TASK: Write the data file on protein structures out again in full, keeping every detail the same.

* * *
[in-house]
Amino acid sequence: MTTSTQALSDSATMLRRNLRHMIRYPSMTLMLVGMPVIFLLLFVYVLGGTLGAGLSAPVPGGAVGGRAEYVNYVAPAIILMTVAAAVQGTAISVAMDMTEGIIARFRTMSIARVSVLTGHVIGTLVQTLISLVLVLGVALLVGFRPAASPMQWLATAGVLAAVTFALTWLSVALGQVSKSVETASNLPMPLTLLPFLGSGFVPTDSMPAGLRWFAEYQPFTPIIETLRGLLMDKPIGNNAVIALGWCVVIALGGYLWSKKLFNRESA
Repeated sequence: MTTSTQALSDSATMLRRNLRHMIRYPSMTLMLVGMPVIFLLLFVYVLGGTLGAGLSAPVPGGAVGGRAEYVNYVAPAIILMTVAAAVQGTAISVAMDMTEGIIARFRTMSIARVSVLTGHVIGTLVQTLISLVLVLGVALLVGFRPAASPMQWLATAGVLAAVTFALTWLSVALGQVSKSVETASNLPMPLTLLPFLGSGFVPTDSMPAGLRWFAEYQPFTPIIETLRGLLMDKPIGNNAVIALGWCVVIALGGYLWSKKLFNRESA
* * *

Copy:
[in-house]
Amino acid sequence: MTTSTQALSDSATMLRRNLRHMIRYPSMTLMLVGMPVIFLLLFVYVLGGTLGAGLSAPVPGGAVGGRAEYVNYVAPAIILMTVAAAVQGTAISVAMDMTEGIIARFRTMSIARVSVLTGHVIGTLVQTLISLVLVLGVALLVGFRPAASPMQWLATAGVLAAVTFALTWLSVALGQVSKSVETASNLPMPLTLLPFLGSGFVPTDSMPAGLRWFAEYQPFTPIIETLRGLLMDKPIGNNAVIALGWCVVIALGGYLWSKKLFNRESA
Repeated sequence: MTTSTQALSDSATMLRRNLRHMIRYPSMTLMLVGMPVIFLLLFVYVLGGTLGAGLSAPVPGGAVGGRAEYVNYVAPAIILMTVAAAVQGTAISVAMDMTEGIIARFRTMSIARVSVLTGHVIGTLVQTLISLVLVLGVALLVGFRPAASPMQWLATAGVLAAVTFALTWLSVALGQVSKSVETASNLPMPLTLLPFLGSGFVPTDSMPAGLRWFAEYQPFTPIIETLRGLLMDKPIGNNAVIALGWCVVIALGGYLWSKKLFNRESA